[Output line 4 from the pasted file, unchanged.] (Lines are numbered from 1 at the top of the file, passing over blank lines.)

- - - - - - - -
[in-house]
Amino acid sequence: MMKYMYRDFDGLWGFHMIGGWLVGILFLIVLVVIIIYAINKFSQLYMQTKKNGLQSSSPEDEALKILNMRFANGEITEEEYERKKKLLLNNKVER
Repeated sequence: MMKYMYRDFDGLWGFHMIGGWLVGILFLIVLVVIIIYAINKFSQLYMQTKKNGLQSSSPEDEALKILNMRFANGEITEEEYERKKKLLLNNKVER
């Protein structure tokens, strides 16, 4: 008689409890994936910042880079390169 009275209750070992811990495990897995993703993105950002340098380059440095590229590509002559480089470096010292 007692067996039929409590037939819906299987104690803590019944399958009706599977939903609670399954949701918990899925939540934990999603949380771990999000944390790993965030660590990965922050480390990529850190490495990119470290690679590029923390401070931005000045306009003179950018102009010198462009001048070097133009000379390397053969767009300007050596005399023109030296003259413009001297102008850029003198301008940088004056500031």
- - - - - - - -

């Protein structure tokens, strides 16, 4: 008689409890994936910042880079390169 009275209750070992811990495990897995993703993105950002340098380059440095590229590509002559480089470096010292 007692067996039929409590037939819906299987104690803590019944399958009706599977939903609670399954949701918990899925939540934990999603949380771990999000944390790993965030660590990965922050480390990529850190490495990119470290690679590029923390401070931005000045306009003179950018102009010198462009001048070097133009000379390397053969767009300007050596005399023109030296003259413009001297102008850029003198301008940088004056500031």